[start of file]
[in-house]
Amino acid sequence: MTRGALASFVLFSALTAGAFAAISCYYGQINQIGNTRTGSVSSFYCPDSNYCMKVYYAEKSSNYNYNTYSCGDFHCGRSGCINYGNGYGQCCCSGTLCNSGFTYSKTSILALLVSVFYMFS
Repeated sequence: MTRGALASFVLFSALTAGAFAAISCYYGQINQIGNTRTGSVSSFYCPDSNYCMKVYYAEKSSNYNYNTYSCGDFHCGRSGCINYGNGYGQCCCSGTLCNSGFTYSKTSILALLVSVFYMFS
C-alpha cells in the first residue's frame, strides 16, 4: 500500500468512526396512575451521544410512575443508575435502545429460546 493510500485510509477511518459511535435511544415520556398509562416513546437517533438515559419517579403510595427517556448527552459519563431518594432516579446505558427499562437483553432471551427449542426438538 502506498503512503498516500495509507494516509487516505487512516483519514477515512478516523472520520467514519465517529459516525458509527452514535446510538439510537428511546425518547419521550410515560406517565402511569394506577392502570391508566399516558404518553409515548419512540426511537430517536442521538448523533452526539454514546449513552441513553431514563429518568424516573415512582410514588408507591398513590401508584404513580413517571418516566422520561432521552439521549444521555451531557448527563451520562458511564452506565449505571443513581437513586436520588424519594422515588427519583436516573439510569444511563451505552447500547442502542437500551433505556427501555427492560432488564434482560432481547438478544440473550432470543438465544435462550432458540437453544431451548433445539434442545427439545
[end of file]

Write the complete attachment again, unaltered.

[in-house]
Amino acid sequence: MTRGALASFVLFSALTAGAFAAISCYYGQINQIGNTRTGSVSSFYCPDSNYCMKVYYAEKSSNYNYNTYSCGDFHCGRSGCINYGNGYGQCCCSGTLCNSGFTYSKTSILALLVSVFYMFS
Repeated sequence: MTRGALASFVLFSALTAGAFAAISCYYGQINQIGNTRTGSVSSFYCPDSNYCMKVYYAEKSSNYNYNTYSCGDFHCGRSGCINYGNGYGQCCCSGTLCNSGFTYSKTSILALLVSVFYMFS
C-alpha cells in the first residue's frame, strides 16, 4: 500500500468512526396512575451521544410512575443508575435502545429460546 493510500485510509477511518459511535435511544415520556398509562416513546437517533438515559419517579403510595427517556448527552459519563431518594432516579446505558427499562437483553432471551427449542426438538 502506498503512503498516500495509507494516509487516505487512516483519514477515512478516523472520520467514519465517529459516525458509527452514535446510538439510537428511546425518547419521550410515560406517565402511569394506577392502570391508566399516558404518553409515548419512540426511537430517536442521538448523533452526539454514546449513552441513553431514563429518568424516573415512582410514588408507591398513590401508584404513580413517571418516566422520561432521552439521549444521555451531557448527563451520562458511564452506565449505571443513581437513586436520588424519594422515588427519583436516573439510569444511563451505552447500547442502542437500551433505556427501555427492560432488564434482560432481547438478544440473550432470543438465544435462550432458540437453544431451548433445539434442545427439545